Wake Up! Our World Is Dying and We're All in Denial
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I believe that the purpose of life is to expand our own moral imagination and to help others expand theirs, so that our circle of caring, which begins with our families, eventually includes all living beings.
One day, I played my grandchildren a song called "Hey Little Ant" by Phillip and Hannah Hoose. This song is a conversation between an ant and a boy on a playground with his friends watching. He wants to squish the ant just for fun. But the ant sings that he has a home and a family, too. He sings to show the boy that his life is as precious to his ant family as the boy's life is to his human family. The song ends with a question for the listener to ponder: "Should the ant get squished? Should the ant go free? / It's up to the kid, not up to me. / We'll leave that kid with the raised-up shoe. / Now what do you think that boy should do?"
When 9-year-old Kate heard it, she said, "Nonna, I'll never squish an ant again." Aidan, who was 7, also promised to let all ants run free. But 5-year-old Claire said, "Nonna, I still like to squish ants, but I won't kill any talking ants." Sigh. She'll have a growth spurt soon enough.
Poet Pablo Neruda wrote, "We are each one leaf on the great human tree." I hope we can extend that to include all living beings.
Dealing with our global crisis is essentially an ethics problem. If we don't expand our moral imaginations, we'll destroy ourselves. Healing will involve reweaving the most primal of connections to this sacred web.
Interconnection can be seen as a spiritual belief, especially in Buddhism. As Thich Nhat Hanh says, "we inter-are." But it's also a scientific fact. Economist Jeremy Rifkin writes, "We are learning that the earth functions like an invisible organism. We are the various cells of one living being. Those who work to save the earth are its antibodies." At its core, interconnection is a survival strategy. Gregory Bateson said it best, "The unit of survival is the organism and his environment."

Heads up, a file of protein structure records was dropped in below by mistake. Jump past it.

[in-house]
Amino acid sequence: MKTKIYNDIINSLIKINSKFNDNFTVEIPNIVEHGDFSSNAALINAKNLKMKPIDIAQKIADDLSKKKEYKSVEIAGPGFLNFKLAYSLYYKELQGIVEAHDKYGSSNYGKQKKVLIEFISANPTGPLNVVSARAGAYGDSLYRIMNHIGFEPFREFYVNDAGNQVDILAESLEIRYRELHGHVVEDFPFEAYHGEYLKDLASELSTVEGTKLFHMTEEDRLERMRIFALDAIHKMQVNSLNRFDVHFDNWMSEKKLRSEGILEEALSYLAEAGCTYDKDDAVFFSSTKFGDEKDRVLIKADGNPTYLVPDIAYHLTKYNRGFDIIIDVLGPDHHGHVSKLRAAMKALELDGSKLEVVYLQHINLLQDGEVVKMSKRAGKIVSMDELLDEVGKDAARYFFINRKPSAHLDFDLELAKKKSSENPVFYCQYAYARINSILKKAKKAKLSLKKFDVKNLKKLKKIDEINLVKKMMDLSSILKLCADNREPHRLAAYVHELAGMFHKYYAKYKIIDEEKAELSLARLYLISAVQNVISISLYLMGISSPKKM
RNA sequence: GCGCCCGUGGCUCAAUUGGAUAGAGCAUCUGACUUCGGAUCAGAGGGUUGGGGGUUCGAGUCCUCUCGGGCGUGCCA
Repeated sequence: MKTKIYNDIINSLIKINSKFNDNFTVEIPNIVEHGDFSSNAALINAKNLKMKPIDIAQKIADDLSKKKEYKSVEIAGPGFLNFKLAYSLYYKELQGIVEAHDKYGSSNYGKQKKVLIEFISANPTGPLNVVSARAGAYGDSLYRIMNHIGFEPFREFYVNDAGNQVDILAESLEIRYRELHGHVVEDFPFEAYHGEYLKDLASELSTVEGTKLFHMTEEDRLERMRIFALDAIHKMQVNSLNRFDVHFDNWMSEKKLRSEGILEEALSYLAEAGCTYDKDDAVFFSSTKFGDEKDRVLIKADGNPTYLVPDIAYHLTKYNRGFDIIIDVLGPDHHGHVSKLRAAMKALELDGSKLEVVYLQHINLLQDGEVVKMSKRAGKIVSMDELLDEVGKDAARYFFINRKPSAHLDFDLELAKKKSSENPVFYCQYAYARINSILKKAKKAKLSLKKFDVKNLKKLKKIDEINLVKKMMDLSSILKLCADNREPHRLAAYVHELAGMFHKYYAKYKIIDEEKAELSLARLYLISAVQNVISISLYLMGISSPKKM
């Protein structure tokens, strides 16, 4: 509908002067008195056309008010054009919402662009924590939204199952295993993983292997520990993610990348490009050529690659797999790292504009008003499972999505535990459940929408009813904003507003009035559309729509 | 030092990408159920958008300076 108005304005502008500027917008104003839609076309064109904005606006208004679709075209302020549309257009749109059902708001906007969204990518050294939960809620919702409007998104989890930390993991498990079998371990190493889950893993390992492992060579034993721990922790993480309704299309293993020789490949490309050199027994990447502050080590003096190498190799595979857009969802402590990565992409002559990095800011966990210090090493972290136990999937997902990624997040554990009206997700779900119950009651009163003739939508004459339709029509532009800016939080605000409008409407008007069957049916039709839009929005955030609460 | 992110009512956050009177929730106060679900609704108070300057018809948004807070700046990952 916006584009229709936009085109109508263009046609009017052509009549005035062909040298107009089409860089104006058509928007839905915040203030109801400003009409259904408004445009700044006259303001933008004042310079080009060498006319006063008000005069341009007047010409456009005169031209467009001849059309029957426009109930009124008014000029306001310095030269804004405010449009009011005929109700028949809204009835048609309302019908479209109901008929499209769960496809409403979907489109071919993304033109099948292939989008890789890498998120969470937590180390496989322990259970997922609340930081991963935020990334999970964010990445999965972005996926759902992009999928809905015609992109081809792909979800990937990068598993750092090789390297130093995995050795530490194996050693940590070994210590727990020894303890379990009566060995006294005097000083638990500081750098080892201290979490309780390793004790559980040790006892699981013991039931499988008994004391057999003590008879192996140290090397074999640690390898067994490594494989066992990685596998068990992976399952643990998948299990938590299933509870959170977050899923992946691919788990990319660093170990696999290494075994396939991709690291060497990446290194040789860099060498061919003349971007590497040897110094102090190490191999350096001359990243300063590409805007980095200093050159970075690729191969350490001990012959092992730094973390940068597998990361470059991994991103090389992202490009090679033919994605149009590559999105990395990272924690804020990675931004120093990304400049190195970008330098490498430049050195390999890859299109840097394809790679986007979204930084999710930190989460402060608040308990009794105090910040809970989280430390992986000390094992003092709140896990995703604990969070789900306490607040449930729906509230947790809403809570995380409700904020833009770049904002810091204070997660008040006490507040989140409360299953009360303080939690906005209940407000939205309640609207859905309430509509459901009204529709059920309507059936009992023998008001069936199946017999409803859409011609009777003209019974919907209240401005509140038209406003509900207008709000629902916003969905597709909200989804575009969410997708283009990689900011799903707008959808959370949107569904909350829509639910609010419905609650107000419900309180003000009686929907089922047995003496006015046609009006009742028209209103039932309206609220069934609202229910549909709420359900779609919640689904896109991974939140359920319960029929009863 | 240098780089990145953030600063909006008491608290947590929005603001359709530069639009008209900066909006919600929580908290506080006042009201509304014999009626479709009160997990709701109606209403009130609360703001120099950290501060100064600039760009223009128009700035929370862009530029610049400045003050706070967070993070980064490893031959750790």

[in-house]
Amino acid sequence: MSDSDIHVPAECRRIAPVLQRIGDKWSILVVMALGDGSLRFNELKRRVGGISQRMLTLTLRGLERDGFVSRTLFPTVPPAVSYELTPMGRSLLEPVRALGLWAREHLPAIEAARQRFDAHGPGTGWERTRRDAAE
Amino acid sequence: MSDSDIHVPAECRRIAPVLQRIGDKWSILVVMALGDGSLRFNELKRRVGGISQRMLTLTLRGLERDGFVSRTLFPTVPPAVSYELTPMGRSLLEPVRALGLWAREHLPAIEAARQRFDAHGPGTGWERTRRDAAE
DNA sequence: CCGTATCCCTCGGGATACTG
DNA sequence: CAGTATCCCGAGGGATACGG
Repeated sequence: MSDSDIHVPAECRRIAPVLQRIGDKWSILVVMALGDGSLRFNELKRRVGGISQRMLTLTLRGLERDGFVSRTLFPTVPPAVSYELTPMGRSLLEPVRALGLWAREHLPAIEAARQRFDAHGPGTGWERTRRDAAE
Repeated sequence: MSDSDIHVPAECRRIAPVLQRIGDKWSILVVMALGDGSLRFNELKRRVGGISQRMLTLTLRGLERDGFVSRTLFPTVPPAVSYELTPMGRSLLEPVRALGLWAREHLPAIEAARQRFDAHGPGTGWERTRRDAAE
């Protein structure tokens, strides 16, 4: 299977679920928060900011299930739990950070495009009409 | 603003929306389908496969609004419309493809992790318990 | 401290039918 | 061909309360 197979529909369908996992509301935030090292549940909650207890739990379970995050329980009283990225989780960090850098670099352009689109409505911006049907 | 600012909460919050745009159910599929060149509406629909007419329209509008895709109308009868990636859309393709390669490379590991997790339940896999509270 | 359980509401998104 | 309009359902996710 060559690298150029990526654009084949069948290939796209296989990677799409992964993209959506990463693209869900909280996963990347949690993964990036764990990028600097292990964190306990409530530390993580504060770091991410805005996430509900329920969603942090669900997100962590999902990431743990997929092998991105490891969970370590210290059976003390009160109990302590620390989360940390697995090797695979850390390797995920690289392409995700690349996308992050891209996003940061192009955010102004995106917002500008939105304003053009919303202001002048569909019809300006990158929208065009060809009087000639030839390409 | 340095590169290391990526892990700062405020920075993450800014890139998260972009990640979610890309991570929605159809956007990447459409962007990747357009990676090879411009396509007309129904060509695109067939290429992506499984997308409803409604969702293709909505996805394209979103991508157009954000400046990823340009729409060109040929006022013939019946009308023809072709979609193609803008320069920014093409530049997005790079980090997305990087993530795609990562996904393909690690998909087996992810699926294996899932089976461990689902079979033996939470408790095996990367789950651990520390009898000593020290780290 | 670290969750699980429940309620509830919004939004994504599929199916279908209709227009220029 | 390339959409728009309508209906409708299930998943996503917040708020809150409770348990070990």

The next great rights battle will be a fight to rescue our beleaguered planet. It'll be about air, plants, animals, water, energy, and dirt. We have a right to a sustainable planet and a future for our grandchildren. And the meadowlark, the fox, the bull snake, the mosquito, and the cottonwood also have this right.
We're in a race between human consciousness and the physics and chemistry of the earth. We can equivocate, but the earth will brook no compromises.
In our great hominid journey, no one really knows what time it is. We could be at its end, or we could be at the beginning of a great and glorious turning toward reconnection and wholeness.
We who are alive today share what Martin Luther King, Jr., called "the inescapable network of mutuality." We aren't without resources. We have our intelligence, humor, and compassion, our families and friends, and our ancestry of resilient hominid survivors. We can be restored.
Since the beginning of human time, how many people have loved and cared for each other in order for us to be alive today? How many fathers have hunted and fished, fought off predators, and planted grain so that we could breathe at this moment? How many mothers have nursed babies and carried water so that we could savor our small slice of time?
We can never know the significance of our individual actions, but we can act as if our actions are significant. That will create only good on earth. Besides, what's our alternative?